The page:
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Sat, Aug. 23rd, 2008 05:47 am
Thanks to Facebook, I'm connected to the indigenous peoples of Northern Canada

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(no subject) - (Anonymous)
imomus
imomus
imomus
Sat, Aug. 23rd, 2008 11:31 am (UTC)



Difficult in 1978, pretty much impossible in 2008. I'm told it's impossible to delete a Facebook account, only deactivate it.


ReplyThread Parent
dogsolitude_v2
dogsolitude_v2
dogsolitude_v2
Sat, Aug. 23rd, 2008 12:53 pm (UTC)

Have a nose through the Data Protection Act. The fifth principle states that information should not be kept any longer than necessary, so you may be able to get them to remove your details (and by extension your account) if you're not using it and they have no need to process it.

In any case, you should have right of access to any data they keep about you.

From a technical standpoint there should be no reason why they can't delete a profile, or at least fill in the fields on their database with null values.

Sadly we live in a world where data is being collected for the sake of it (at least I hope that's the only reason!). We need to get spiky about our personal data and start kicking up if we don't like something that's going on.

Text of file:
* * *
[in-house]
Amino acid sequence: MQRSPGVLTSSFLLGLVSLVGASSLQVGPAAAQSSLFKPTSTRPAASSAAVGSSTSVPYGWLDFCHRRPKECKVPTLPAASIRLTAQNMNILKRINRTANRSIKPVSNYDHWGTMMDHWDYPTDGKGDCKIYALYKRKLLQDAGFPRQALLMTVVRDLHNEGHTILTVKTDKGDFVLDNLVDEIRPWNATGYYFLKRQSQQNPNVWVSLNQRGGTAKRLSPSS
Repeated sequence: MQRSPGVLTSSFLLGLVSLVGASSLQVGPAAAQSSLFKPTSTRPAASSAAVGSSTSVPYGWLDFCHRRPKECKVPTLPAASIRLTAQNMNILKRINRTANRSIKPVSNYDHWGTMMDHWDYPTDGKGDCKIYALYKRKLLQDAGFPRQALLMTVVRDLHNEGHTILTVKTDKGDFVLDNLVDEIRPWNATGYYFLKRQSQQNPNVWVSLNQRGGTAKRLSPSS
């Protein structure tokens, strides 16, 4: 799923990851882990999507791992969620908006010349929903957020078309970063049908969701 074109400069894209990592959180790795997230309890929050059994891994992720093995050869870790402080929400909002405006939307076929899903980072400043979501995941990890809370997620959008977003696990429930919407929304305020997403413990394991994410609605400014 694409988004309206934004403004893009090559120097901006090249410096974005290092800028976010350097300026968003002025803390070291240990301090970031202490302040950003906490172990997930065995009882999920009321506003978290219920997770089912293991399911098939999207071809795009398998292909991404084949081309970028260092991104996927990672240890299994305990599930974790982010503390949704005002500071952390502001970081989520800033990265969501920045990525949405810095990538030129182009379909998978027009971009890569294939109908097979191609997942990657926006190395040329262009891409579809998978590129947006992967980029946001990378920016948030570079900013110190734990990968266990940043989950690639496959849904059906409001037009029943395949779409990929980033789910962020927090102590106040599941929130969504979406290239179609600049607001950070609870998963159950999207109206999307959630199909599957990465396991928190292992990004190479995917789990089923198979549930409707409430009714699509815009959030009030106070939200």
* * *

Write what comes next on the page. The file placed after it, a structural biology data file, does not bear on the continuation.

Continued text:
ReplyThread Parent
drywbach
:-Þ
Sat, Aug. 23rd, 2008 03:14 pm (UTC)

I have Facebook. (It's useful at times, but I'm not very comfortable about it, not least because I'm a little concerned about the politics of the investors). I keep the profile pretty bland for the reason you mention about having normally distinct groups coming together there.

Even if you think you're fairly uncomplicated irl, you can end up having to compartmentalise your life online in order not to cause offline problems. I don't think it's paranoid, not when everything you say online remains crystalised, no matter how much you personally change and learn and grow. Something that seems natural, prudent and even considerate irl -- like, idk, not discussing sex or geeky/fannish subjects with certain friends (or with your boss!) -- suddenly becomes a devious act because, instead of simply not doing something in some situations, you may have to create a separate identity in order to carry on being something like yourself. Long term, perhaps it'll lead to less censorious, more realistic attitudes to human behaviour, but stand by for more stone-casting before then.

(I have this image in my mind of online communities of mostly pretty innocuous, even likeable, Mr and Ms Hydes talking to one another).


ReplyThread Parent

(Anonymous)
Sun, Aug. 24th, 2008 03:15 am (UTC)

Didn't realise that about mixi...

Still, there's always, erm, Sexi.

http://sexi-sns.net/


ReplyThread Parent

(Anonymous)
Sun, Aug. 24th, 2008 03:17 am (UTC)

A clear case of the pakkuris, eh


ReplyThread Parent